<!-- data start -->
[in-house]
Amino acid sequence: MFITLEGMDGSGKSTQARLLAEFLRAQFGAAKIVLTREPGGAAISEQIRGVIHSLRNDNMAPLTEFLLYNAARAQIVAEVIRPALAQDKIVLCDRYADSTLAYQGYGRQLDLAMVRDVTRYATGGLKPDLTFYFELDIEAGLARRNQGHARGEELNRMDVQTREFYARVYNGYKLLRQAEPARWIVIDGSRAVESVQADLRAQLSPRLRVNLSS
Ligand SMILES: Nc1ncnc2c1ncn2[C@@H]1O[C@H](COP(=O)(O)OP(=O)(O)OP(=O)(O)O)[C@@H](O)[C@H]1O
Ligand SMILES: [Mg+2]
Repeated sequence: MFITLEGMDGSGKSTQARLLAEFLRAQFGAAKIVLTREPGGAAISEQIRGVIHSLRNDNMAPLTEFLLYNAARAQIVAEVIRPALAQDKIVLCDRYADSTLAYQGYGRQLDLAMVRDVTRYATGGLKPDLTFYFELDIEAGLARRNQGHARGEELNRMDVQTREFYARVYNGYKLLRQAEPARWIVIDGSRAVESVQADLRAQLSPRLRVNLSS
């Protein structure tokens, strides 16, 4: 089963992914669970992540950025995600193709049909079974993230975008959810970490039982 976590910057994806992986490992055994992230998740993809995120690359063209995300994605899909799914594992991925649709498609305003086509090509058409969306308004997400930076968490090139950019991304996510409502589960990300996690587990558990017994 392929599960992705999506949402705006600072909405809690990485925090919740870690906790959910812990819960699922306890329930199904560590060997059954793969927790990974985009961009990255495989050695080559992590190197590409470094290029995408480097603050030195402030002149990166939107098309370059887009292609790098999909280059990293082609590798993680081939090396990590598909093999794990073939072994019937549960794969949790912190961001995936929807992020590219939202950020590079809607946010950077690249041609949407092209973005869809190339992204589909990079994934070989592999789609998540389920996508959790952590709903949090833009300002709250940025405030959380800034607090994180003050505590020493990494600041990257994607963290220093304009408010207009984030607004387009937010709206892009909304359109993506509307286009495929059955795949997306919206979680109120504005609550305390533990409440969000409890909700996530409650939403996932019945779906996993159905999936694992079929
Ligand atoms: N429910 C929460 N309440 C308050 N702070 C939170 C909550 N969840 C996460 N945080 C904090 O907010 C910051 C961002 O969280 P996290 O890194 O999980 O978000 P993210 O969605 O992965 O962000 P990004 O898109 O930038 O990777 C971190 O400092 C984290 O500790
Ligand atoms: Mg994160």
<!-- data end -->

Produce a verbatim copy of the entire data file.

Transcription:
[in-house]
Amino acid sequence: MFITLEGMDGSGKSTQARLLAEFLRAQFGAAKIVLTREPGGAAISEQIRGVIHSLRNDNMAPLTEFLLYNAARAQIVAEVIRPALAQDKIVLCDRYADSTLAYQGYGRQLDLAMVRDVTRYATGGLKPDLTFYFELDIEAGLARRNQGHARGEELNRMDVQTREFYARVYNGYKLLRQAEPARWIVIDGSRAVESVQADLRAQLSPRLRVNLSS
Ligand SMILES: Nc1ncnc2c1ncn2[C@@H]1O[C@H](COP(=O)(O)OP(=O)(O)OP(=O)(O)O)[C@@H](O)[C@H]1O
Ligand SMILES: [Mg+2]
Repeated sequence: MFITLEGMDGSGKSTQARLLAEFLRAQFGAAKIVLTREPGGAAISEQIRGVIHSLRNDNMAPLTEFLLYNAARAQIVAEVIRPALAQDKIVLCDRYADSTLAYQGYGRQLDLAMVRDVTRYATGGLKPDLTFYFELDIEAGLARRNQGHARGEELNRMDVQTREFYARVYNGYKLLRQAEPARWIVIDGSRAVESVQADLRAQLSPRLRVNLSS
């Protein structure tokens, strides 16, 4: 089963992914669970992540950025995600193709049909079974993230975008959810970490039982 976590910057994806992986490992055994992230998740993809995120690359063209995300994605899909799914594992991925649709498609305003086509090509058409969306308004997400930076968490090139950019991304996510409502589960990300996690587990558990017994 392929599960992705999506949402705006600072909405809690990485925090919740870690906790959910812990819960699922306890329930199904560590060997059954793969927790990974985009961009990255495989050695080559992590190197590409470094290029995408480097603050030195402030002149990166939107098309370059887009292609790098999909280059990293082609590798993680081939090396990590598909093999794990073939072994019937549960794969949790912190961001995936929807992020590219939202950020590079809607946010950077690249041609949407092209973005869809190339992204589909990079994934070989592999789609998540389920996508959790952590709903949090833009300002709250940025405030959380800034607090994180003050505590020493990494600041990257994607963290220093304009408010207009984030607004387009937010709206892009909304359109993506509307286009495929059955795949997306919206979680109120504005609550305390533990409440969000409890909700996530409650939403996932019945779906996993159905999936694992079929
Ligand atoms: N429910 C929460 N309440 C308050 N702070 C939170 C909550 N969840 C996460 N945080 C904090 O907010 C910051 C961002 O969280 P996290 O890194 O999980 O978000 P993210 O969605 O992965 O962000 P990004 O898109 O930038 O990777 C971190 O400092 C984290 O500790
Ligand atoms: Mg994160």